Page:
Habitat fragmentation and road mortality were identified as threats to turtles at many sites. A detailed assessment within CRD showed five areas where the potential of road kill is high (in Saanich, Highlands, Langford, and Metchosin). Together with municipalities, HAT is engaging in negotiations to install road and interpretive signs at strategic locations to help reduce road kill and raise public awareness of turtles.
Stewardship and outreach activities included landowner contacts in prioritized focus areas and general public outreach, which consisted of workshops, festivals, group presentations, and media releases. We worked with two large landowners and developed management guidelines, including turtle best management practices for forestry lands. On private residential lands, direct outreach to landowners in turtle habitat resulted in nearly 400 unique contacts. Of 27 free and confidential visits with landowners in focus areas, 20 families signed non-legal stewardship agreements with HAT. Two private landowners were provided with site-specific guidelines to help maintain and enhance habitat for turtles that frequent their properties.
Recommended studies include continuation of surveys to fill in distribution gaps and monitoring of nesting grounds to obtain a more complete picture of hatchling emergence and egg-laying activities over multiple years. Radio-telemetry is recommended to obtain detailed information on movements of individual turtles and to better understand threats from habitat fragmentation, roadkill, recreation, and other sources. We hope to continue collaboration with landowners in 2010 to help maintain, restore, and enhance turtle habitat and to protect populations.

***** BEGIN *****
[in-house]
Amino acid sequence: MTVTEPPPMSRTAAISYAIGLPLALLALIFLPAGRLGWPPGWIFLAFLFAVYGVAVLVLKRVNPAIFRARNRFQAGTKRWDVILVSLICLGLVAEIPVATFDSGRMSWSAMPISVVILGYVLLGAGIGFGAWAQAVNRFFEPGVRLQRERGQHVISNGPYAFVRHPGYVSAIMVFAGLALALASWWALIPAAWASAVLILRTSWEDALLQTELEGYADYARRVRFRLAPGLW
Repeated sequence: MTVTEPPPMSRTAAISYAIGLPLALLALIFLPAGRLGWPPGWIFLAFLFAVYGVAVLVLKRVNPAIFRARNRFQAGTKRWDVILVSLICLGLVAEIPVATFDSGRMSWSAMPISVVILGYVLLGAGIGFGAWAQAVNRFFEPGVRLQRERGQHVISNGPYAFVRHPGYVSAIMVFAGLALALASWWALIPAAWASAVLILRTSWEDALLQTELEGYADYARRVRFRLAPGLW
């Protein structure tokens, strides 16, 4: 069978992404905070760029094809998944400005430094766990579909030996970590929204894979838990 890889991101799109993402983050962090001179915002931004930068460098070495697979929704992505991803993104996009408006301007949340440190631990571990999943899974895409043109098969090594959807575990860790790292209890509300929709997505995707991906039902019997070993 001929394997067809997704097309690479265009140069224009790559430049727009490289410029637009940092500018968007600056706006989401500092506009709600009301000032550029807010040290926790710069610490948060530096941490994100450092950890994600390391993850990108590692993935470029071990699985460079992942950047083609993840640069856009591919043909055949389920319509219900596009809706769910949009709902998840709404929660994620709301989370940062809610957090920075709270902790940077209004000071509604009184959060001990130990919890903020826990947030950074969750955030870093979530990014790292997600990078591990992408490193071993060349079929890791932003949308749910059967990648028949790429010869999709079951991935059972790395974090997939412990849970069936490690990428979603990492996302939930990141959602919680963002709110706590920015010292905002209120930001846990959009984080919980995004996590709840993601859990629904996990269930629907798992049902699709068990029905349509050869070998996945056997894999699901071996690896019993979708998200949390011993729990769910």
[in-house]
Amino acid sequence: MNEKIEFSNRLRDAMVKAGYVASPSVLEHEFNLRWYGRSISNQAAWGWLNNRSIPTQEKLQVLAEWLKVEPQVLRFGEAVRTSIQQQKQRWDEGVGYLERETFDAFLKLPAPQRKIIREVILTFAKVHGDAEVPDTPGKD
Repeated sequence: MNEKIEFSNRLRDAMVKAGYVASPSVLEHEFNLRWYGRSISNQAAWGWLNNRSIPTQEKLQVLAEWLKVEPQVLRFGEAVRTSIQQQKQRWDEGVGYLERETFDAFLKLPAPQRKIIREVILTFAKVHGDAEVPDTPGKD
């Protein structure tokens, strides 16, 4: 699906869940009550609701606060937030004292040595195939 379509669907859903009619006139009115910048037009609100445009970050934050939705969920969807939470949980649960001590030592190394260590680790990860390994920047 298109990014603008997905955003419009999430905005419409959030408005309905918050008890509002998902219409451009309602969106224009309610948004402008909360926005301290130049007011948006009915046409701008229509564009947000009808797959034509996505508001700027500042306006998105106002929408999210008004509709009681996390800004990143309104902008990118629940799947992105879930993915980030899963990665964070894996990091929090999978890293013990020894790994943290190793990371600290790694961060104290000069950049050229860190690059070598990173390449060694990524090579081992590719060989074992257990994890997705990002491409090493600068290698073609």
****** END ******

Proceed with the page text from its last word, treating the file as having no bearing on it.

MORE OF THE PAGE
Results of 2008 outreach and field research included three new turtle population occcurences mapped thanks to over 60 reports from the public and concerned landholders. To read the entire turtle report by professional biologists Christian Engelstoft and Kristina Ovaska, please click here.
Painted Turtles have low, smooth, oval, unkeeled upper shells. While the upper shell (top) is dark green, the lower shell (underside) features striking orange to red patterns that give them the name "painted turtle". Hatchlings are no larger than a loonie (image at top), while adults 30 years or older can reach 25 cm long (10 inches).
Released pet turtles like Red-eared Sliders and Peninsula Cooters can be mistaken for Painted Turtles (see ID page at bottom). Releasing pet turtles into the wild is never appropriate; abandoned pets can introduce disease and compete with native turtles.
Turtles require emergent rocks and logs for sunning close to their weedy aquatic feeding areas. People may also see turtles walking on land during the hot summer months as they search for nesting habitat. Females dig nests with their hind feet in exposed, sandy places up to 300 metres from their aquatic habitats. These nesting sites are sometimes found along trails and road cuts with south facing slopes. Nesting sites can be the limiting factor on population size as they are vulnerable to extreme winter cold, trampling, and predation (dogs, cats, raccoons, otters, mink, and others). Homeowners can protect nesting grounds and provide extra logs for sunning in the water.
The good news is that Painted Turtles and humans can co-exist, if landowners take a few simple precautions. These include maintaining natural shoreline vegetation and partially submerged logs, avoiding pesticide use, and protecting identified nesting areas from disturbance. Because there are no legal requirements to protect endangered species on private lands, voluntary stewardship by landowners is critical for turtle habitat protection.
Learn to identify a Painted Turtle with our identification page (click here) or see below.
Did you see an abandoned pet or a native western painted turtle? Compare the two species:
With funding from Environment Canada's Habitat Stewardship Program, we are meeting with landowners who are interested in protecting our region's unique natural heritage. HAT's services are free and confidential.